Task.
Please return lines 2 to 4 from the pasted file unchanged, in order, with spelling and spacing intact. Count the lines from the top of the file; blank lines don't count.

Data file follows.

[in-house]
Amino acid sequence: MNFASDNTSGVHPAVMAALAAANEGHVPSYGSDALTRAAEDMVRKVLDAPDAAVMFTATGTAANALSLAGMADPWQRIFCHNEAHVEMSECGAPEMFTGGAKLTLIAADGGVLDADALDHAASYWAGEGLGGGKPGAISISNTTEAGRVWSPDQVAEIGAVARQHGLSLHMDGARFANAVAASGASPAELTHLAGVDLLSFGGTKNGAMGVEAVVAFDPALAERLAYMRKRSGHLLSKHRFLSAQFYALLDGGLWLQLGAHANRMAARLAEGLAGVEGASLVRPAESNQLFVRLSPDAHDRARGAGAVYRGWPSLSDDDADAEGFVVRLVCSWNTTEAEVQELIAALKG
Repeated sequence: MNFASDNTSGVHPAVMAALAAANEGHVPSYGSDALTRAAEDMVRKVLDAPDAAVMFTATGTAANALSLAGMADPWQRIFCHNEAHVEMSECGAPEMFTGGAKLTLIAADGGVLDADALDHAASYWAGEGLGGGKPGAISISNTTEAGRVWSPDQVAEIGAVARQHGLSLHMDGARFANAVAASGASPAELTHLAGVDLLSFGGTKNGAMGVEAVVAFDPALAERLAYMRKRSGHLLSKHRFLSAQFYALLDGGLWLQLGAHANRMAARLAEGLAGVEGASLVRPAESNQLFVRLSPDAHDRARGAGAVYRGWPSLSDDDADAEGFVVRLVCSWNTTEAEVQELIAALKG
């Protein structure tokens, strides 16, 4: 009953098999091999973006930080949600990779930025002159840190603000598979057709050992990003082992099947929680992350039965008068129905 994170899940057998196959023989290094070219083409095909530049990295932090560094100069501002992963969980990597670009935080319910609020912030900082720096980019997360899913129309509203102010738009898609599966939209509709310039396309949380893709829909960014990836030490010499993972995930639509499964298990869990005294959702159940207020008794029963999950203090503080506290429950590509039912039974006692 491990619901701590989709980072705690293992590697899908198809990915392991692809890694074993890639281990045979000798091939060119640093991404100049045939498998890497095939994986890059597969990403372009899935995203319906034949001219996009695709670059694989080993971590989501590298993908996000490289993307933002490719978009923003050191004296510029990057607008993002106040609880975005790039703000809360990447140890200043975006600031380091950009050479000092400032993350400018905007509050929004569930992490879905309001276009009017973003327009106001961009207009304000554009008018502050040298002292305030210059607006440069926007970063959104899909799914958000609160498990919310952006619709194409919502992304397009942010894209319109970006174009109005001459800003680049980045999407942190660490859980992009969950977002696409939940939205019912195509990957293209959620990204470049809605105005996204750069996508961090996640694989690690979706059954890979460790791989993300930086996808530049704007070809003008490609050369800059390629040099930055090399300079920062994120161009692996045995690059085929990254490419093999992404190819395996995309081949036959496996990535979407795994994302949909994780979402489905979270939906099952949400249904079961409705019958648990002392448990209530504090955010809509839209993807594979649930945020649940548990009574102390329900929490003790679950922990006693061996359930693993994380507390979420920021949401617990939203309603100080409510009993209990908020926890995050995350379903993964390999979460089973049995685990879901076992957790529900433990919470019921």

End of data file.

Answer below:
Amino acid sequence: MNFASDNTSGVHPAVMAALAAANEGHVPSYGSDALTRAAEDMVRKVLDAPDAAVMFTATGTAANALSLAGMADPWQRIFCHNEAHVEMSECGAPEMFTGGAKLTLIAADGGVLDADALDHAASYWAGEGLGGGKPGAISISNTTEAGRVWSPDQVAEIGAVARQHGLSLHMDGARFANAVAASGASPAELTHLAGVDLLSFGGTKNGAMGVEAVVAFDPALAERLAYMRKRSGHLLSKHRFLSAQFYALLDGGLWLQLGAHANRMAARLAEGLAGVEGASLVRPAESNQLFVRLSPDAHDRARGAGAVYRGWPSLSDDDADAEGFVVRLVCSWNTTEAEVQELIAALKG
Repeated sequence: MNFASDNTSGVHPAVMAALAAANEGHVPSYGSDALTRAAEDMVRKVLDAPDAAVMFTATGTAANALSLAGMADPWQRIFCHNEAHVEMSECGAPEMFTGGAKLTLIAADGGVLDADALDHAASYWAGEGLGGGKPGAISISNTTEAGRVWSPDQVAEIGAVARQHGLSLHMDGARFANAVAASGASPAELTHLAGVDLLSFGGTKNGAMGVEAVVAFDPALAERLAYMRKRSGHLLSKHRFLSAQFYALLDGGLWLQLGAHANRMAARLAEGLAGVEGASLVRPAESNQLFVRLSPDAHDRARGAGAVYRGWPSLSDDDADAEGFVVRLVCSWNTTEAEVQELIAALKG
């Protein structure tokens, strides 16, 4: 009953098999091999973006930080949600990779930025002159840190603000598979057709050992990003082992099947929680992350039965008068129905 994170899940057998196959023989290094070219083409095909530049990295932090560094100069501002992963969980990597670009935080319910609020912030900082720096980019997360899913129309509203102010738009898609599966939209509709310039396309949380893709829909960014990836030490010499993972995930639509499964298990869990005294959702159940207020008794029963999950203090503080506290429950590509039912039974006692 491990619901701590989709980072705690293992590697899908198809990915392991692809890694074993890639281990045979000798091939060119640093991404100049045939498998890497095939994986890059597969990403372009899935995203319906034949001219996009695709670059694989080993971590989501590298993908996000490289993307933002490719978009923003050191004296510029990057607008993002106040609880975005790039703000809360990447140890200043975006600031380091950009050479000092400032993350400018905007509050929004569930992490879905309001276009009017973003327009106001961009207009304000554009008018502050040298002292305030210059607006440069926007970063959104899909799914958000609160498990919310952006619709194409919502992304397009942010894209319109970006174009109005001459800003680049980045999407942190660490859980992009969950977002696409939940939205019912195509990957293209959620990204470049809605105005996204750069996508961090996640694989690690979706059954890979460790791989993300930086996808530049704007070809003008490609050369800059390629040099930055090399300079920062994120161009692996045995690059085929990254490419093999992404190819395996995309081949036959496996990535979407795994994302949909994780979402489905979270939906099952949400249904079961409705019958648990002392448990209530504090955010809509839209993807594979649930945020649940548990009574102390329900929490003790679950922990006693061996359930693993994380507390979420920021949401617990939203309603100080409510009993209990908020926890995050995350379903993964390999979460089973049995685990879901076992957790529900433990919470019921």